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Air India Ltd. Vs. M. Yogeshwar Raj [2000] INSC 279 (2 May 2000)

D.P.Wadhwa, Ruma Pal RUMA PAL, J L.I.T.J Leave granted.

The appeal has been preferred from the order of the High Court of Bombay dated 18th September 1999 by which the High Court issued a rule and granted interim relief on the writ application filed by the respondent. The subject matter of challenge in the writ application was a show cause notice dated 30th August, 1999 issued by the appellant to the writ petitioner The impugned show cause notice followed an earlier show cause notice (referred to as the first notice) issued to the respondent by the appellant on 29.12.1998. It was alleged in the first notice that the respondent had been given appointment by the appellant in 1976 on the basis of his claim that he belonged to a Schedule Tribe against a post reserved for Schedule Caste/Schedule Tribe. A caste certificate had been submitted by the respondent at the time of his appointment which had been issued by the Tutor, Department of Pathology, Institute of Medical Sciences, Osmania Medical College, Hyderabad and attested by the Tahsildar, Hyderabad Urban Taluk without the signature of the concerned Tahsildar. As the caste certificate was not in the prescribed form from the competent authority, the respondent had been called upon by the appellant to submit a proper certificate. Pursuant to this, a caste certificate dated 4th February, 1998 had been submitted by the respondent. It was alleged in the first notice that the caste certificate so produced was a forged document. It was further stated in the first notice that the appellant was a prima facie of the view that it could not repose any more confidence in any manner on the respondent and that the appellant was prima facie of the view, having regard to nature of duty discharged by the appellant, that the respondent was not a person who could be retained in service. The respondent was charged with breach of clause 19 (2) (viii) of the Certified Standing Orders.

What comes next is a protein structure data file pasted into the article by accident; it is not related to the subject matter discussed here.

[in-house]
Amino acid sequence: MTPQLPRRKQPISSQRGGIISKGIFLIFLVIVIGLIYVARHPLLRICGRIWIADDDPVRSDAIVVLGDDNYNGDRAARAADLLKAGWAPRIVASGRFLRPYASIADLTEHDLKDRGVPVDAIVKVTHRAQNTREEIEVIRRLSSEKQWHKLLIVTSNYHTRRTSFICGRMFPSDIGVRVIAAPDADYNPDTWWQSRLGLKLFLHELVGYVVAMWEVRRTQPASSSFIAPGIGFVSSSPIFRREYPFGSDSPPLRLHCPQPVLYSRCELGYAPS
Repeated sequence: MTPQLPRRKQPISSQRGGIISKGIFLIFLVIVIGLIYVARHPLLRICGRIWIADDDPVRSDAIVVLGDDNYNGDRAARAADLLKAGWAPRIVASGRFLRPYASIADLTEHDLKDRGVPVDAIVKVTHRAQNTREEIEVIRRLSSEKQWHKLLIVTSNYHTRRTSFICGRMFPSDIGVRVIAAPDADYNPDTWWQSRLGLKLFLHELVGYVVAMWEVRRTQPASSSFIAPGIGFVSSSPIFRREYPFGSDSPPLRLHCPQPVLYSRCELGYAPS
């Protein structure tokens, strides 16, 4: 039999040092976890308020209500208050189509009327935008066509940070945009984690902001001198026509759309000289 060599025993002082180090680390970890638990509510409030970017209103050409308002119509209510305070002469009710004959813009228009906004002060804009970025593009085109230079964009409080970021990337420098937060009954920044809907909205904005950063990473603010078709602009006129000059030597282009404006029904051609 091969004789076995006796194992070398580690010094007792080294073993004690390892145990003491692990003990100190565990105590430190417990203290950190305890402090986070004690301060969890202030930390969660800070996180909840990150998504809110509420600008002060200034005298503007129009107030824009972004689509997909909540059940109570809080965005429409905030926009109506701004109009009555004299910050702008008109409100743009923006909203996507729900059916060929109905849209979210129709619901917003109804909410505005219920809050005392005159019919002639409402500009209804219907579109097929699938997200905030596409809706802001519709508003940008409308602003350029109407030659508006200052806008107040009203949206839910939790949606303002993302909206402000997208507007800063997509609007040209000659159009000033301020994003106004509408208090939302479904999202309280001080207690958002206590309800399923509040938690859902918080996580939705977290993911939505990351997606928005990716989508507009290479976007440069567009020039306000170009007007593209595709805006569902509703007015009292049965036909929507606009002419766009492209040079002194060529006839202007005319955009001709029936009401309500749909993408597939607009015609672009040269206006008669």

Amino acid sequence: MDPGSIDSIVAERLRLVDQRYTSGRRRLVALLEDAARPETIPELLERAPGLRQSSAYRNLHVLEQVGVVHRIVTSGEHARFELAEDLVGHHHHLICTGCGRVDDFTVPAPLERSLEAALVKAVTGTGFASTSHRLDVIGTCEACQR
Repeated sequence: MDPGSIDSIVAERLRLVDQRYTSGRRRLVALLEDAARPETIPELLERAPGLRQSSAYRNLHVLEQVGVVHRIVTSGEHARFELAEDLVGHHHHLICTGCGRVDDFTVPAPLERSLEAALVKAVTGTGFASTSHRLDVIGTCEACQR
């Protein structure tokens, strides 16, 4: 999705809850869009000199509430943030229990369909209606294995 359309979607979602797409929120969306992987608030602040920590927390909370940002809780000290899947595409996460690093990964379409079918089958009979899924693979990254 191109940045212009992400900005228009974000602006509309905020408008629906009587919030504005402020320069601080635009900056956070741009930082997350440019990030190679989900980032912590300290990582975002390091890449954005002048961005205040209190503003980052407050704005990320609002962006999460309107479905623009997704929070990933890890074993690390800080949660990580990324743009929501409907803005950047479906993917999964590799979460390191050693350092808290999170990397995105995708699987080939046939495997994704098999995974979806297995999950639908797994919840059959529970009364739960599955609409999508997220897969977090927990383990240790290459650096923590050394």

The respondent was accordingly called upon to submit an explanation in writing within three days from the date of communication of the first notice failing which further disciplinary action would be initiated against him in accordance with the Certified Standing Orders. By letters dated 2nd January, 1999 and 25th January, 1999, the respondent asked for extension of time to submit his written submissions. It was granted by the appellant. On Ist February, 1999 the appellant asked the respondent to submit his explanation within three days from the communication of that letter. No explanation was submitted by the respondent. The Inquiry Proceedings were commenced on 12th February, 1999 to inquire into the charges framed against the respondent under the first notice. Witnesses were examined and an inquiry report was submitted on 29.4.1999.

The Inquiry Committee came to the conclusion that the caste certificate dated 4th February, 1998 had turned out to be a bogus certificate. It was however noted that the original caste certificate submitted by the respondent in 1976 had been affirmed by a certificate issued from the office of the Collector, Hyderabad on 11.3.1999. The Inquiry Committee was of the view: Merely securing a wrong or false certificate, by itself does not amount to a misconduct. The certificate may be false due to ignorance or incompetence and therefore a wrong or false certificate does not necessarily create delinquency on part of the person who produces it.

Accordingly, the Inquiry Committee found the respondent not guilty of the charges framed. It was in this background that the show cause notice impugned by the respondent before the High Court was issued by the Disciplinary Authority. In substance, the notice stated that the caste certificate dated 4.2.1998 had been found to be forged. As far as the caste certificate dated 11.3.1999 was concerned it was stated that the address mentioned in the Collectors certificate had not been mentioned as the respondents place of residence in any of his records with the appellant. It was also stated that the Collectors letter did not refer to the caste certificate dated 4.2.1998 and that if the 1976 certificate was genuine, it was to be explained why the bogus caste certificate dated 4.2.1998 was produced. According to the notice, the Inquiry Committee had not dealt with these details in its report. The Disciplinary Authority concluded by saying: In view of the above prima facie I am of the view that acts of misconduct levelled against you vide chargesheet referred to above has been established and tend to hold you guilty of the acts of misconduct and however before coming to such conclusions, I hereby give you an opportunity to submitting your say as to why you should not be held guilty of the above charges within 3 days of communicating of this letter to you. In case you fail to submit any satisfactory explanation within the stipulated period of time. I propose to award you the punishment of dismissal from the services of the Company without retirement benefits in full as per Clause No. 20 ( i ) of the Certified Standing Orders applicable to you.